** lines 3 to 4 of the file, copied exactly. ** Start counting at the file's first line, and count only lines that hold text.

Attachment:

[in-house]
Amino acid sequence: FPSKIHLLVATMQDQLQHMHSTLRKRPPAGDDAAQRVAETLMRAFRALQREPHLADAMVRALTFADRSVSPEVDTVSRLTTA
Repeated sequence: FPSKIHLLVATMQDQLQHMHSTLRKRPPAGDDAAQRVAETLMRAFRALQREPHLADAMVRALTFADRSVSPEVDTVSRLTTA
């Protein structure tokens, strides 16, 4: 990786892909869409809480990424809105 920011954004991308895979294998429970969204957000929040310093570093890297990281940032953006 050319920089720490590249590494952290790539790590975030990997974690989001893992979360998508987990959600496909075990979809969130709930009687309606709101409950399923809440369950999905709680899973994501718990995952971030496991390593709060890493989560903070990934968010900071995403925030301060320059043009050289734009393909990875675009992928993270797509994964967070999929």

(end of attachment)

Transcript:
Repeated sequence: FPSKIHLLVATMQDQLQHMHSTLRKRPPAGDDAAQRVAETLMRAFRALQREPHLADAMVRALTFADRSVSPEVDTVSRLTTA
């Protein structure tokens, strides 16, 4: 990786892909869409809480990424809105 920011954004991308895979294998429970969204957000929040310093570093890297990281940032953006 050319920089720490590249590494952290790539790590975030990997974690989001893992979360998508987990959600496909075990979809969130709930009687309606709101409950399923809440369950999905709680899973994501718990995952971030496991390593709060890493989560903070990934968010900071995403925030301060320059043009050289734009393909990875675009992928993270797509994964967070999929």